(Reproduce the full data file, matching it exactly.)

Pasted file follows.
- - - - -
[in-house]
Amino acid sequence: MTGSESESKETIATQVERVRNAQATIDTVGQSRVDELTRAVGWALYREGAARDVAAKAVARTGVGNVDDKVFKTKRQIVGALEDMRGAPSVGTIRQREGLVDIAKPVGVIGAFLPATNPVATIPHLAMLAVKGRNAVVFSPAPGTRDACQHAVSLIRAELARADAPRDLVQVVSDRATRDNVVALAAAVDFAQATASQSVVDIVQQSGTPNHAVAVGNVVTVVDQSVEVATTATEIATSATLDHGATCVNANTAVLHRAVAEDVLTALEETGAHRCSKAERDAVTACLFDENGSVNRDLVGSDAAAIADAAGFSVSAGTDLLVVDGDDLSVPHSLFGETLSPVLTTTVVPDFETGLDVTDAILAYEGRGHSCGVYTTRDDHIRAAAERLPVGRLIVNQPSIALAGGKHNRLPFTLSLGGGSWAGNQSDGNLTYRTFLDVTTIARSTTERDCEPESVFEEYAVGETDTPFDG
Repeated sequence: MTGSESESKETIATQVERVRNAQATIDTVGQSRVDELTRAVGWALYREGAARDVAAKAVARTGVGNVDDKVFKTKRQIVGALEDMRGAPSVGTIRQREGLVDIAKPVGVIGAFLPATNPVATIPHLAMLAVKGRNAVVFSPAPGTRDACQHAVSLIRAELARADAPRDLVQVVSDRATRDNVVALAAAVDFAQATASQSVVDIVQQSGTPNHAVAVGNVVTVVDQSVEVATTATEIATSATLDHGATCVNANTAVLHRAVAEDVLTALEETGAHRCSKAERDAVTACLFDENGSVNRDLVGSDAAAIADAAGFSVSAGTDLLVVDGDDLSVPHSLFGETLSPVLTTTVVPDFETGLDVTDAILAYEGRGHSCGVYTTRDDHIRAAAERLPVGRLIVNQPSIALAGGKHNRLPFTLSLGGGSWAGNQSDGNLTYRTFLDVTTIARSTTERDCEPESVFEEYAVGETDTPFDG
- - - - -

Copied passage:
[in-house]
Amino acid sequence: MTGSESESKETIATQVERVRNAQATIDTVGQSRVDELTRAVGWALYREGAARDVAAKAVARTGVGNVDDKVFKTKRQIVGALEDMRGAPSVGTIRQREGLVDIAKPVGVIGAFLPATNPVATIPHLAMLAVKGRNAVVFSPAPGTRDACQHAVSLIRAELARADAPRDLVQVVSDRATRDNVVALAAAVDFAQATASQSVVDIVQQSGTPNHAVAVGNVVTVVDQSVEVATTATEIATSATLDHGATCVNANTAVLHRAVAEDVLTALEETGAHRCSKAERDAVTACLFDENGSVNRDLVGSDAAAIADAAGFSVSAGTDLLVVDGDDLSVPHSLFGETLSPVLTTTVVPDFETGLDVTDAILAYEGRGHSCGVYTTRDDHIRAAAERLPVGRLIVNQPSIALAGGKHNRLPFTLSLGGGSWAGNQSDGNLTYRTFLDVTTIARSTTERDCEPESVFEEYAVGETDTPFDG
Repeated sequence: MTGSESESKETIATQVERVRNAQATIDTVGQSRVDELTRAVGWALYREGAARDVAAKAVARTGVGNVDDKVFKTKRQIVGALEDMRGAPSVGTIRQREGLVDIAKPVGVIGAFLPATNPVATIPHLAMLAVKGRNAVVFSPAPGTRDACQHAVSLIRAELARADAPRDLVQVVSDRATRDNVVALAAAVDFAQATASQSVVDIVQQSGTPNHAVAVGNVVTVVDQSVEVATTATEIATSATLDHGATCVNANTAVLHRAVAEDVLTALEETGAHRCSKAERDAVTACLFDENGSVNRDLVGSDAAAIADAAGFSVSAGTDLLVVDGDDLSVPHSLFGETLSPVLTTTVVPDFETGLDVTDAILAYEGRGHSCGVYTTRDDHIRAAAERLPVGRLIVNQPSIALAGGKHNRLPFTLSLGGGSWAGNQSDGNLTYRTFLDVTTIARSTTERDCEPESVFEEYAVGETDTPFDG